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Losing steam: US Navy carriers go electric

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By Rebecca Christie

27 February 2008

 

Half a century after the introduction of steam-driven catapults, the US Navy

(USN) aircraft carrier community is entering an era that trades steam and

hydraulics for advanced electronic circuitry.

Construction of the first in a new line of carriers, Gerald R Ford (CVN 78),

is due to begin in 2008 and the USD10.5 billion ship will use electricity

instead of steam for launching combat aircraft, cooking meals and heating

sailors' living quarters. Its nuclear reactors will produce more electricity

than any other warship, powering a maintenance revolution as well as one of

the navy's 'floating cities'.

The CVN 78-class carriers - the fruit of the CVN 21 design and development

programme - will have powerful new radar, upgraded landing systems and

larger flight decks than their Nimitz-class predecessors. The ship's company

plus air wing will number a relatively meagre 4,660 personnel, between 1,000

and 1,200 fewer than the total required in the older carriers.

Many technological advances contribute to the manpower efficiency gain. For

example, radars in the new ship will not need to rotate, dramatically

reducing wear and tear; and the USN says its new electromagnetic launch

system can be operated by about 90 sailors, compared to the 120 needed for

steam-driven catapults. Pilots on take-off may reap the most noticeable

benefits as the new catapult will push them smoothly aloft, in contrast to

the steam-driven jolt of the existing carriers.

"Going through a catapult launch is akin to getting launched on a roller

coaster," says Louis Uffer, manager of the USN's Electromagnetic Aircraft

Launch System (EMALS) programme. "You wouldn't want to be jerked right out

of your seat. You want to get nice and gently thrown on your roller-coaster

ride. EMALS is going to do the same thing for the naval aviators who get to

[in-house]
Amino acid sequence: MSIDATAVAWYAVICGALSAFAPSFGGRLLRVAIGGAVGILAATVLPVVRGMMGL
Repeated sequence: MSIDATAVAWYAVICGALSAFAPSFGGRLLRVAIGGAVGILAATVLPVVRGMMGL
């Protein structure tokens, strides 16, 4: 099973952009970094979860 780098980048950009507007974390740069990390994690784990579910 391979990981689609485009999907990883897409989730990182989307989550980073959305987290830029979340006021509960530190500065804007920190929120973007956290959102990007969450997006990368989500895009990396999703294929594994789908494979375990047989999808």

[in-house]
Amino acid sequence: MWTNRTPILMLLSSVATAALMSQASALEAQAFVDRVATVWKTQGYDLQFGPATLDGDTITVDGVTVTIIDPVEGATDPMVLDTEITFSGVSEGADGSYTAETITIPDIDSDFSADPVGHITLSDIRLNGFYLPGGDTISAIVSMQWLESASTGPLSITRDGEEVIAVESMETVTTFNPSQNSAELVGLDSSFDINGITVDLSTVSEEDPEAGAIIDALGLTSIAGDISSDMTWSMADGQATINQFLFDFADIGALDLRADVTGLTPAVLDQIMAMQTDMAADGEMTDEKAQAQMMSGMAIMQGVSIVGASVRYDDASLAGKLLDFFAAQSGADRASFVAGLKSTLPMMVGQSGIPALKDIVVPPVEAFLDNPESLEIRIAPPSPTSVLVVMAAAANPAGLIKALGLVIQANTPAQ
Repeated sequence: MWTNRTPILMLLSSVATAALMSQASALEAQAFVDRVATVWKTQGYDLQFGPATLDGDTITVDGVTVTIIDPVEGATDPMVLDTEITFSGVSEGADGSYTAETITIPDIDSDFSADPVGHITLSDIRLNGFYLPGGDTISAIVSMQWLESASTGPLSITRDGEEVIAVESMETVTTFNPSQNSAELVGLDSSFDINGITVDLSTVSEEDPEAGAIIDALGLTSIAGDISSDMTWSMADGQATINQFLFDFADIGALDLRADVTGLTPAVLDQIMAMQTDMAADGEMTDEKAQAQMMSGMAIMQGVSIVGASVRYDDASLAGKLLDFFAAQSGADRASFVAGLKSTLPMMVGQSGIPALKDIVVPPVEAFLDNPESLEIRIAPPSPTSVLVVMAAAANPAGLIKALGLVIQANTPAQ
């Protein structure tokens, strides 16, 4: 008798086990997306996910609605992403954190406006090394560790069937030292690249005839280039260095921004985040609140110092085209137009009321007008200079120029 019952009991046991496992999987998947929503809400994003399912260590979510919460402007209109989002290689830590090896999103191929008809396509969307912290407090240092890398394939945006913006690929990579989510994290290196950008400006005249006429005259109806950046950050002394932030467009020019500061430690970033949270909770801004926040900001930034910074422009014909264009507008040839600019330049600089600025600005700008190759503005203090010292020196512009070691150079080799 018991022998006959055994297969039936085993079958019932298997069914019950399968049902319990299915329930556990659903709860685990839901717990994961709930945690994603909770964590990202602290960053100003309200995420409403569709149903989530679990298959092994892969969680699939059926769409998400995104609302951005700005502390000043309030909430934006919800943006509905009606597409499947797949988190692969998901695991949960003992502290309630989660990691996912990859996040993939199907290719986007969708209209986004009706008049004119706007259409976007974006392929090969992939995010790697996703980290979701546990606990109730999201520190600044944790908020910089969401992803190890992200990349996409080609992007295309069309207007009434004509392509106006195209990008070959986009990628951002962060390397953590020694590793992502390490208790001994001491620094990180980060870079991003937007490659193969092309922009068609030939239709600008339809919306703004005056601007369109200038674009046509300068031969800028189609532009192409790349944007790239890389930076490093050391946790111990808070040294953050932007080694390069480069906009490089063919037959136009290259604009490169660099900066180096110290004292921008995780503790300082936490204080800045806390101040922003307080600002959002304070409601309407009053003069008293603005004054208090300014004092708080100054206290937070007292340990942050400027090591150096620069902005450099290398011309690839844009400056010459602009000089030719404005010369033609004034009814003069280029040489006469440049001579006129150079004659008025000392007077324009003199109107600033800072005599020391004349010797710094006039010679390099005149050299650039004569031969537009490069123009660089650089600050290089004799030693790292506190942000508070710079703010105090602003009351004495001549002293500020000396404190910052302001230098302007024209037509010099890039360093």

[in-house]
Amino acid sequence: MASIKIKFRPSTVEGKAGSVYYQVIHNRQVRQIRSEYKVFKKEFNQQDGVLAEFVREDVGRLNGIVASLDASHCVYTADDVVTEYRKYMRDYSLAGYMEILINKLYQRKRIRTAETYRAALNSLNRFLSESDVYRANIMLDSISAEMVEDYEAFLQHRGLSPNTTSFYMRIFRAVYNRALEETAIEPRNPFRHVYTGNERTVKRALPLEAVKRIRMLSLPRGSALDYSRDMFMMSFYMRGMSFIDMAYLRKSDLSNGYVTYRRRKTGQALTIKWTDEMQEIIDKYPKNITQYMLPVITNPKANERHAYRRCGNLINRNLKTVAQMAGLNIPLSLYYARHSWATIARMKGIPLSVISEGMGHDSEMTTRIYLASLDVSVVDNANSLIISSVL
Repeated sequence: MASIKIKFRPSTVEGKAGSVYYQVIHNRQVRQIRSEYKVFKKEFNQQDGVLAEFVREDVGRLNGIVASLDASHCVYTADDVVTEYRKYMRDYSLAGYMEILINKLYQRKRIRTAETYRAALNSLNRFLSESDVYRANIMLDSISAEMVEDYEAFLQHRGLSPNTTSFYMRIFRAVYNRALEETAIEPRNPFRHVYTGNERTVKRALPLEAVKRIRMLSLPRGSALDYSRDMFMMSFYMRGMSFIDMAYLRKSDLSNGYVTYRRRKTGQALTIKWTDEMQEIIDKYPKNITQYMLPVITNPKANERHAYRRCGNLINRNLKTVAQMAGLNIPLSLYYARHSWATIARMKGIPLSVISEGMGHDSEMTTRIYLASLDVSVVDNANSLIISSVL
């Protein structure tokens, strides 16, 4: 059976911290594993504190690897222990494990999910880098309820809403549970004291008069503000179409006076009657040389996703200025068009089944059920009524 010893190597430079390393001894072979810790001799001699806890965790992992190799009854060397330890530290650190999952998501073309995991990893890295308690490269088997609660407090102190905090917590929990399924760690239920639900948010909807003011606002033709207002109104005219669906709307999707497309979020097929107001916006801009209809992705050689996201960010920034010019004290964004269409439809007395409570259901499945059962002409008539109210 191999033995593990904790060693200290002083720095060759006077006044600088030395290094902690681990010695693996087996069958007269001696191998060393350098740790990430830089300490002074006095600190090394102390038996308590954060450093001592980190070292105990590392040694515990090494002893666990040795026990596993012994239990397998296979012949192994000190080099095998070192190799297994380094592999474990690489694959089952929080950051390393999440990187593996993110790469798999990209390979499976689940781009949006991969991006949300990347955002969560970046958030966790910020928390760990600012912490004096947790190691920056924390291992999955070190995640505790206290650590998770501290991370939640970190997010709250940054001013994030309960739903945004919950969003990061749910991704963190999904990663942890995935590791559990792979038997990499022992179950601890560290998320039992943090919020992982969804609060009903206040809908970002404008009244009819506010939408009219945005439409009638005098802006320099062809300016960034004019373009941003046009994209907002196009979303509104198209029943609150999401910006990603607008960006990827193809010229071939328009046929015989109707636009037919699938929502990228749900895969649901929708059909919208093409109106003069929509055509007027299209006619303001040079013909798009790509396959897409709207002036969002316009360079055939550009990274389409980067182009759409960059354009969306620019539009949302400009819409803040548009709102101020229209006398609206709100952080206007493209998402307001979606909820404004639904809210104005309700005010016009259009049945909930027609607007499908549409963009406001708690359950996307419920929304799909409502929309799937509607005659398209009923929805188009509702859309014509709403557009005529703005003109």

launch off aircraft carriers. This is going to be the start of whatever

their thrill ride is, whatever mission they go on."

Thrill rides are an everyday occurrence for the carrier fleet, the

centrepiece of the USN's fighting force. Each flat-top can accommodate more

than 75 aircraft, with a lineup that typically includes four F/A-18 strike

interdictor squadrons, a squadron of S-3B reconnaissance aircraft, a

squadron of E-2C command-and-control aircraft and a helicopter squadron.

Future plans will see the embarkation of unmanned aerial vehicles; in August

2007 it was announced that Northrop Grumman had won a USD635.9 million

Unmanned Combat Air System-Demonstrator (UCAS-D) contract from US Naval Air

Systems Command, after the company's X-47B drone was selected (ahead of

Boeing's X-45) as the developmental testbed for the navy's first

carrier-launched unmanned strike aircraft.

Also, the F/A-18s will be joined by a carrier version of the F-35 Lightning

II Joint Strike Fighter (JSF), which will bring stealth and state-of-the-art

electronics to maritime aviators. The USN plans a mix of the two supersonic

combat aircraft, so that it can take advantage of the F-35's new

capabilities without replacing its entire inventory and sucking funds from

other programmes.

All these aircraft give the carriers their enormous combat power, including

the potential to deliver nuclear weapons if needed. They also represent a

shift in the navy's use of carriers and sea-based aircraft since their

introduction in the early 20th century.

"At the end of World War II we had 99 carriers," says Vice Admiral David

Architzel, one of the USN's senior acquisition officials. "Today's carriers

are tremendously more capable. We measure things today not by number of

aircraft per target but number of targets per aircraft."

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It's essentially a electro-magnapult. I've ridden roller coasters that use the same principle.

 

Read Robert Heinlein's "Moon is a Harsh Mistress" as a fictional example.

 

FastCargo

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I know they probably did tests and stuff already but electromagnets to be used with fly by wire aircraft with microcircuits?

 

I shouldn't think it'd be a problem there's probably as much energy coming off the SPY 1 radar. They've been doing R & D on this for at least a decade. Now if we can just persuade the UK government to get this for the RN's new carriers rather than going VTOL.

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